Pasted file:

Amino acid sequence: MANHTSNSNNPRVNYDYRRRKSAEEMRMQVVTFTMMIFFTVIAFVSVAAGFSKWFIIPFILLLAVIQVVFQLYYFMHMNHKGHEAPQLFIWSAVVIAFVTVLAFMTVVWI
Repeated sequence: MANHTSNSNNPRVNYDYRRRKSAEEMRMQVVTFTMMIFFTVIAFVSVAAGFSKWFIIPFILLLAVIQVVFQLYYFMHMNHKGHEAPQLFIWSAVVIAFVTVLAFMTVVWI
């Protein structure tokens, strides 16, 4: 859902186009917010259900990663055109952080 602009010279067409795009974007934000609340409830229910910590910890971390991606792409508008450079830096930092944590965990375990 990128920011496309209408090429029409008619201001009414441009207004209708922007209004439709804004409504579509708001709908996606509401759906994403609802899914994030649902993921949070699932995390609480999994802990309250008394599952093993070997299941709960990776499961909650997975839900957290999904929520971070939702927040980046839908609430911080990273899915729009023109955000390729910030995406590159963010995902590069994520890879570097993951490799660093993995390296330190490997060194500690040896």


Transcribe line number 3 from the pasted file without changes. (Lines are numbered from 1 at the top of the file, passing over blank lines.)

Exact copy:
């Protein structure tokens, strides 16, 4: 859902186009917010259900990663055109952080 602009010279067409795009974007934000609340409830229910910590910890971390991606792409508008450079830096930092944590965990375990 990128920011496309209408090429029409008619201001009414441009207004209708922007209004439709804004409504579509708001709908996606509401759906994403609802899914994030649902993921949070699932995390609480999994802990309250008394599952093993070997299941709960990776499961909650997975839900957290999904929520971070939702927040980046839908609430911080990273899915729009023109955000390729910030995406590159963010995902590069994520890879570097993951490799660093993995390296330190490997060194500690040896």